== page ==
Happy Talk

Study finds that serious conversation makes people happier than small talk.  Forget small talk.  A study has found that people who spend more time discussing serious matters and the meaning of life are happier than those who talk about trivial matters like the weather. Matthias Mehl, a psychologist at the University of Arizona, says “We found this so interesting, because it could have gone the other way – it could have been ‘Don’t worry, be happy’ – as long as you surf on the shallow level of life you’re happy, and if you go into the existential depths you’ll be unhappy.”

Dr. Mehl’s study doesn’t prove any cause-and-effect connection between the tone of conversation and personal happiness.  He plans to study this further and will request that people have more substantive conversations and less small talk and measure those results.  Published in the journal Psychological Science, Mehl’s study involved 32 male and 47 female college students who wore electronically activated recorders with microphones to tape 30-second bits of conversation every 12 ½ minutes for four days, creating “an acoustic diary of their day.”  The happiest person in the study was found to have substantive conversations 45.9 percent of the time; the least happy person studied spent only 21.8 percent of his time in substantive conversation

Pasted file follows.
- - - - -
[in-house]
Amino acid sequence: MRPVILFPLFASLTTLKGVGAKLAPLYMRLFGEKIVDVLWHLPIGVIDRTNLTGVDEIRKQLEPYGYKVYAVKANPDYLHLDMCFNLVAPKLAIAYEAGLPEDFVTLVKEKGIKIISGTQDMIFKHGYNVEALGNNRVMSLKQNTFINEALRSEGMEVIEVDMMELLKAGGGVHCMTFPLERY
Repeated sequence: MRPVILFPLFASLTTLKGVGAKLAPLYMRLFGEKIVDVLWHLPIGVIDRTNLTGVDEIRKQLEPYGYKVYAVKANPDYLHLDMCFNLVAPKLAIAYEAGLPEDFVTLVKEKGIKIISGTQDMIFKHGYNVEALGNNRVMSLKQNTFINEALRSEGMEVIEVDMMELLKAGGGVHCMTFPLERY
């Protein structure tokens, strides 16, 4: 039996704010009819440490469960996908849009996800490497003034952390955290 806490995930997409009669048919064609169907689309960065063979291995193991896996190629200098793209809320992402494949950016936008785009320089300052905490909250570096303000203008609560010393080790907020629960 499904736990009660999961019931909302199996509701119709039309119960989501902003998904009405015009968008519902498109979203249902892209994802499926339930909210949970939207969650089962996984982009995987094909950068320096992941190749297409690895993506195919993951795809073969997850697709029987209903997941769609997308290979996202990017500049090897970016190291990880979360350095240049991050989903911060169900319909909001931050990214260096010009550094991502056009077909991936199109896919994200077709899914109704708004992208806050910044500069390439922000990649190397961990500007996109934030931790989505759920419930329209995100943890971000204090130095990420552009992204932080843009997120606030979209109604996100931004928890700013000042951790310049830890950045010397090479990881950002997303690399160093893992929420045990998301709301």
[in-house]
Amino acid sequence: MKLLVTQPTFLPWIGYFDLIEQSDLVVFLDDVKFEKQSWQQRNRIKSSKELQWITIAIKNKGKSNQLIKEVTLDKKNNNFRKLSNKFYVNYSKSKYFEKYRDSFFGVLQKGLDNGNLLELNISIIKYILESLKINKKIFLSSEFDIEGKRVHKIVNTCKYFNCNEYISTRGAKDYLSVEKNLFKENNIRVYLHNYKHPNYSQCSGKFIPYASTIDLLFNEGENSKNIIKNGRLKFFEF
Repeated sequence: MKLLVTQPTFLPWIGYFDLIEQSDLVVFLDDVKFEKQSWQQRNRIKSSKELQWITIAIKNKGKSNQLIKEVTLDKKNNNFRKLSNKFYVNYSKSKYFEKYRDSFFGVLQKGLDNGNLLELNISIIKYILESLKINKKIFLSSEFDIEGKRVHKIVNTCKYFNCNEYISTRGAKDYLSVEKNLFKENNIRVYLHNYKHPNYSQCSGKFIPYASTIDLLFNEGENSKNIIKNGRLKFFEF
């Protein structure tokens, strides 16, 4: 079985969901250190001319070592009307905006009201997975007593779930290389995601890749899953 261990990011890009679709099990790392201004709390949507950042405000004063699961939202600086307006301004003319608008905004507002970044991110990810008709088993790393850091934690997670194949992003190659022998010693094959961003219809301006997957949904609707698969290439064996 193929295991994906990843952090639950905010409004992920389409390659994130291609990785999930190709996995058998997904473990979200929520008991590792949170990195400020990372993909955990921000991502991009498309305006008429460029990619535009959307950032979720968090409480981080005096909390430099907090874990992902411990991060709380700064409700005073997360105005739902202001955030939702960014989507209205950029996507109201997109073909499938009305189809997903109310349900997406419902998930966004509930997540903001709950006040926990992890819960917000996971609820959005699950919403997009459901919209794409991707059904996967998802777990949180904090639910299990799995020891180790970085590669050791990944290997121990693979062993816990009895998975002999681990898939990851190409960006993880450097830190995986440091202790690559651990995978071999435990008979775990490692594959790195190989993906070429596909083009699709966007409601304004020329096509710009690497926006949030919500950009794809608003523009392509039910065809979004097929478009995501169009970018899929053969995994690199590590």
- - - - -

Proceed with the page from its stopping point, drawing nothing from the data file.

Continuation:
“By engaging in meaningful conversations, we manage to impose meaning on an otherwise pretty chaotic world,” Dr. Mehl said.  “And interpersonally, as you find this meaning, you bond with your interactive partner, and we know that interpersonal connection and integration is a core fundamental foundation of happiness.”

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